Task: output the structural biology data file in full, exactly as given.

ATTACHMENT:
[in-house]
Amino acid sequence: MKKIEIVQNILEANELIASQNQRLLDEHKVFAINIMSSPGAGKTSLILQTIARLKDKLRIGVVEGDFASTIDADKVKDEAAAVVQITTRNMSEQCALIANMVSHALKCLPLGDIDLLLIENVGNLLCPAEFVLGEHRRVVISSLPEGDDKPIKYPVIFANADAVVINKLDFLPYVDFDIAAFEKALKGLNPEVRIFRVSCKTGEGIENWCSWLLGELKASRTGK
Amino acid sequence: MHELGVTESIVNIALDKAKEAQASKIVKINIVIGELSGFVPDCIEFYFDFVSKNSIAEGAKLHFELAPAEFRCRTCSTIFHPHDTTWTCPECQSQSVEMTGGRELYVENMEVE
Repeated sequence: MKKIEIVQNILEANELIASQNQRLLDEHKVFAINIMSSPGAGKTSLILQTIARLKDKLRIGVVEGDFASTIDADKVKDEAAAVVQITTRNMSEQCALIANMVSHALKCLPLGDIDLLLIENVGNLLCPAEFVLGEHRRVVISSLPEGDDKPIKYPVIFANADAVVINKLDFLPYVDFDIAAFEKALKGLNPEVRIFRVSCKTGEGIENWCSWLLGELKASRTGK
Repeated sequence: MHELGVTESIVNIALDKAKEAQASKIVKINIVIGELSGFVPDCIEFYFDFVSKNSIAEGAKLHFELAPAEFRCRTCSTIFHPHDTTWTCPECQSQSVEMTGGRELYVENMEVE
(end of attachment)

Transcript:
[in-house]
Amino acid sequence: MKKIEIVQNILEANELIASQNQRLLDEHKVFAINIMSSPGAGKTSLILQTIARLKDKLRIGVVEGDFASTIDADKVKDEAAAVVQITTRNMSEQCALIANMVSHALKCLPLGDIDLLLIENVGNLLCPAEFVLGEHRRVVISSLPEGDDKPIKYPVIFANADAVVINKLDFLPYVDFDIAAFEKALKGLNPEVRIFRVSCKTGEGIENWCSWLLGELKASRTGK
Amino acid sequence: MHELGVTESIVNIALDKAKEAQASKIVKINIVIGELSGFVPDCIEFYFDFVSKNSIAEGAKLHFELAPAEFRCRTCSTIFHPHDTTWTCPECQSQSVEMTGGRELYVENMEVE
Repeated sequence: MKKIEIVQNILEANELIASQNQRLLDEHKVFAINIMSSPGAGKTSLILQTIARLKDKLRIGVVEGDFASTIDADKVKDEAAAVVQITTRNMSEQCALIANMVSHALKCLPLGDIDLLLIENVGNLLCPAEFVLGEHRRVVISSLPEGDDKPIKYPVIFANADAVVINKLDFLPYVDFDIAAFEKALKGLNPEVRIFRVSCKTGEGIENWCSWLLGELKASRTGK
Repeated sequence: MHELGVTESIVNIALDKAKEAQASKIVKINIVIGELSGFVPDCIEFYFDFVSKNSIAEGAKLHFELAPAEFRCRTCSTIFHPHDTTWTCPECQSQSVEMTGGRELYVENMEVE